Thursday, September 2, 2010

G.O.O.D. Tip #3: Get thee to an ATM — start paying with cash

I can't tell you how many people have completely freaked out on me when I say that I always carry and pay with cash.

Remember cash? Those green, paper bills you see sometimes? You're still allowed to exchange them for goods and services!

"But aren't you afraid of being robbed?" people ask. Yes, I am afraid of being robbed, whether I carry cash or not. That's why I have pepper spray in my bag and a baseball bat in my car.

Just give me a reason.

And let's face it: I'm not Diddy. We're talking about Hamiltons here, not Benjamins.

The fact is, I've never been robbed (and I'm probably jinxing myself, but, again — baseball bat), but I have gotten into trouble by using my debit card and credit card. It's so easy to overspend when all you have to do is slide that little piece of plastic. It's so difficult to mentally stick to a budget while you're out grocery shopping or bar-hopping.

I use cash to make things easy on myself. Prior to each paycheck (twice a month), I sit down to create my next budget. I list all the regular payments I'll need to make during that period; determine how much money I'll immediately transfer from my paycheck to my savings account; and designate a small amount of money to take out in cash to spend for two purposes: groceries/toiletries and going out/having fun.

Usually I divide the amount equally between these two purposes, but if there are birthdays or other events approaching, I'll lump more money into the fun category.

Once I have this predetermined amount nailed down, I hit the bank after I get paid and withdraw the cash. I divide it up into its two purposes, make note of the starting amounts on a couple of post-its, and keep track of my spending on those post-its throughout those few weeks. When I run out of cash, I run out of cash. That's it.

This method has helped curb my spending for a few different reasons:

  • It's much more difficult to part with tangible money. I tend to think twice about handing over a bunch of cash when I can physically see how much I'm spending. With a debit or credit card, the swipe is equally painless whether you're spending $7 or $70.
  • Having a predetermined "allowance" in cash encourages more frugal decisions. If I have $50 designated for fun stuff that needs to last me two weeks, do I want to blow it all on one dinner? Or would I rather have one beer on Friday night, go out to lunch on Tuesday, buy an inexpensive shirt on Thursday and see a movie on Saturday? With a debit card, I might have spent the $50 on dinner without thinking, then spent more money later on a beer, lunch, a shirt, etc. Cue me at the end of the month asking: "How did I overspend? Where did all my money go?"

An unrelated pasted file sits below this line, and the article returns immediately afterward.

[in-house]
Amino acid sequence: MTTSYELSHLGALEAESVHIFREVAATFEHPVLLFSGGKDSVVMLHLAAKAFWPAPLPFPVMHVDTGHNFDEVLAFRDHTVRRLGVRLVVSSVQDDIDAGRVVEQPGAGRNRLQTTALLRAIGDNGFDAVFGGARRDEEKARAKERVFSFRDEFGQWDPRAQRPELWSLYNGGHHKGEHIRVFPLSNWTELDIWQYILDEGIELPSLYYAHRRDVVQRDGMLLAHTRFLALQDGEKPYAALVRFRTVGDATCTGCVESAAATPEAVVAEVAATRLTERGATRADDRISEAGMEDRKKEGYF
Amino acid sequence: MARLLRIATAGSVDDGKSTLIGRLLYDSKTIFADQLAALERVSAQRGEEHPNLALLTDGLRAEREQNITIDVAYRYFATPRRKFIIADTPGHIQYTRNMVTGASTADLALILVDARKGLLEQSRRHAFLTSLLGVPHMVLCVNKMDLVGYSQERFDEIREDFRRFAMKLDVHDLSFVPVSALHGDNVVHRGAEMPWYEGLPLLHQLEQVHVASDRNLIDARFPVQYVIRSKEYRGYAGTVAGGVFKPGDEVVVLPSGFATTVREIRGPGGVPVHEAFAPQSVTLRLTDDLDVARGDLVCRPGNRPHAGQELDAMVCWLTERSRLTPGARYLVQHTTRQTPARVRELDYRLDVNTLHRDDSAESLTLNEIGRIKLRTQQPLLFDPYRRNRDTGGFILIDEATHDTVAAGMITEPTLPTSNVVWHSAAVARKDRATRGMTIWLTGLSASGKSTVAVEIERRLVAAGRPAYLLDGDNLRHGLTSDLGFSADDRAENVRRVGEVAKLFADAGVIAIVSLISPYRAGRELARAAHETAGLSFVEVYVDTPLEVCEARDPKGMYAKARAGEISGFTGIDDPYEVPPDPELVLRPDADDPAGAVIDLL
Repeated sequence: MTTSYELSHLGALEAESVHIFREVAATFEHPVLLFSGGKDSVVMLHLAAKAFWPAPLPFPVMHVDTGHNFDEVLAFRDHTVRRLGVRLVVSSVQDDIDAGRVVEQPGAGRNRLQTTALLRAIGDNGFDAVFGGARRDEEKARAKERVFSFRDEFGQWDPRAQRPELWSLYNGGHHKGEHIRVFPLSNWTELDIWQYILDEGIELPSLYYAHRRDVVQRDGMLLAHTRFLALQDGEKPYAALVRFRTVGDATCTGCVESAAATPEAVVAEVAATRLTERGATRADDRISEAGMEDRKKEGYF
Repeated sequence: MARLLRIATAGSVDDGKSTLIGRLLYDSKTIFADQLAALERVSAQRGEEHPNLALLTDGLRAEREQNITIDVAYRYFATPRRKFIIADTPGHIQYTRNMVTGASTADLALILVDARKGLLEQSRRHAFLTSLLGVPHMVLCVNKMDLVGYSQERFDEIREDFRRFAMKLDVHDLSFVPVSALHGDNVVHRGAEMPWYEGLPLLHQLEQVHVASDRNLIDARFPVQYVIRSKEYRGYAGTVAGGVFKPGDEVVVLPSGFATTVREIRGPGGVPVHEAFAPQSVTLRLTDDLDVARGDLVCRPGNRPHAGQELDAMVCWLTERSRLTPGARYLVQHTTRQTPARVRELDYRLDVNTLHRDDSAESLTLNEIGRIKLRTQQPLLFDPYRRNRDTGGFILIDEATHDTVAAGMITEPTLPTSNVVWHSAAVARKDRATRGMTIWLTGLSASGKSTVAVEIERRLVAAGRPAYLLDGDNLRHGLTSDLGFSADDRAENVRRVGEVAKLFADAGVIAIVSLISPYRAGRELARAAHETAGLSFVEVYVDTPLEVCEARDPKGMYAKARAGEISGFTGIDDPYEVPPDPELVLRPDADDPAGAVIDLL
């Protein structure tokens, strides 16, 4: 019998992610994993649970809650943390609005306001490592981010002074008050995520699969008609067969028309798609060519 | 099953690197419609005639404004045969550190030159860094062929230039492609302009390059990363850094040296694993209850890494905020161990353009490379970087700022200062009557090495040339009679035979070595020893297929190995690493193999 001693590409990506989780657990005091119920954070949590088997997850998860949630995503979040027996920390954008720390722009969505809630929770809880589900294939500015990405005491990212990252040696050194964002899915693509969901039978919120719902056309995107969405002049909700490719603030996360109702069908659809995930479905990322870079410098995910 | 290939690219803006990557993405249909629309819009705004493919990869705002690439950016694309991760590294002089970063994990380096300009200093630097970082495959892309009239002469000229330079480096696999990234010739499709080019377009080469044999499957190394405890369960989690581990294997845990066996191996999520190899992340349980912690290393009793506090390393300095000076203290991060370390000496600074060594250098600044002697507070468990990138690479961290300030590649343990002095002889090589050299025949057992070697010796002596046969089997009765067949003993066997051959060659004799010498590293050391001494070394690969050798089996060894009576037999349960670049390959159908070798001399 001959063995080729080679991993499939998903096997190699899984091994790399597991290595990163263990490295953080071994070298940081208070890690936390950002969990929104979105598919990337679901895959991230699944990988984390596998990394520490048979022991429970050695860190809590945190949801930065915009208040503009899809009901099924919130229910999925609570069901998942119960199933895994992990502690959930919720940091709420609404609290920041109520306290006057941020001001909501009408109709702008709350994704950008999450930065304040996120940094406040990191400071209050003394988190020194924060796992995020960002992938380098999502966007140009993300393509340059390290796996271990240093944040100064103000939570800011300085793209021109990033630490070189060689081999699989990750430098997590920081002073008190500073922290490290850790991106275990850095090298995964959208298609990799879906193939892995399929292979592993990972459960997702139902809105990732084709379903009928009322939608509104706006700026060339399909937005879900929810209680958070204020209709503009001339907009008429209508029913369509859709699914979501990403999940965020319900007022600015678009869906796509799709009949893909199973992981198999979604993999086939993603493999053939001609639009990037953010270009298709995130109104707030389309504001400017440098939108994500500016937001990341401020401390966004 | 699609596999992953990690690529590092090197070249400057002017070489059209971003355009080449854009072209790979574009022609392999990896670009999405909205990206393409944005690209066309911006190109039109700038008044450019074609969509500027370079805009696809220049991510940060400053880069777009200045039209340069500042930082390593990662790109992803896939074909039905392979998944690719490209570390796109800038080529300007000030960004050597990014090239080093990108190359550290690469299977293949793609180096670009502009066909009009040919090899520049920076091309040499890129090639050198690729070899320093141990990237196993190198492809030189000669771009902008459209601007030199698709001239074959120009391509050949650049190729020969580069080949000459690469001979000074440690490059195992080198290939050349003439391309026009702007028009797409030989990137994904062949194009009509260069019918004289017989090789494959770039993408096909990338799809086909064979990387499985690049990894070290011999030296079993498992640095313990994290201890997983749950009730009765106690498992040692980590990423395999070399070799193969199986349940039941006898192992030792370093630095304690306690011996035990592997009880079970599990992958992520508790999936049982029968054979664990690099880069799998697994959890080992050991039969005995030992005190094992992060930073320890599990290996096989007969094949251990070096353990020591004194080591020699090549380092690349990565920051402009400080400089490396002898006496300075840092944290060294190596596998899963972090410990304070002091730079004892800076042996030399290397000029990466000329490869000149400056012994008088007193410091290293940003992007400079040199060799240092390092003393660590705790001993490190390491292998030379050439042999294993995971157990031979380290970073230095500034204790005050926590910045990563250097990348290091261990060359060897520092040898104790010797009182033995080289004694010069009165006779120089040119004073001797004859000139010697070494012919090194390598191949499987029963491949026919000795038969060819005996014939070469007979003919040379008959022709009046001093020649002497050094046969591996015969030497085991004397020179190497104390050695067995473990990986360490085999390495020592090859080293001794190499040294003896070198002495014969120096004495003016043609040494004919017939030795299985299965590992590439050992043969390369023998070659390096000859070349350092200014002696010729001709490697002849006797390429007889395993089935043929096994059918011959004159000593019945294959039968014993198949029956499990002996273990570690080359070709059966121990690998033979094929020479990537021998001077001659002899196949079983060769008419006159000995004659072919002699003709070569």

• It's easier to accept or reject social invitations when you know that you have X amount of money to spend (before you get into a situation where you're forced to spend money anyway). If my friend asks me to go get mani/pedis with her and I have $10 left in fun money, I may politely decline the invitation and suggest a less-expensive alternative. Or, I may pull $40 that I have left for groceries/toiletries and cobble together enough cash to accept. Either way, I'm able to think ahead of time about the money required for this particular activity, and whether I'm willing or able to spend it. (If your friends make fun of you for this, work on getting some better friends.)
Above all, using cash puts me back in touch with reality and makes me feel more in control of my spending. I'm a bit of a control freak — hello, I'm a proofreader — so I love the fact that I can look back at any one of my budgets from this year and find those little post-it notes stapled to the page, along with receipts, detailing exactly how I spent my cash.

Dave Ramsey likes to say that rich people tell their money where to go; poor people wonder where it went. Try using cash to help you stick to your budget, and you just might like how it works out.

1 comment:

  1. What you said is so true. It's a lot harder parting with cash than swiping that card. Another trick that I've found helpful in ending the battle with plastic is, stop carrying it. I took them out of my wallet, then when it comes time to pay, it's not an option. I am so glad I found your blog and this post. It really helped me get mind right about my money.


Related Posts Plugin for WordPress, Blogger...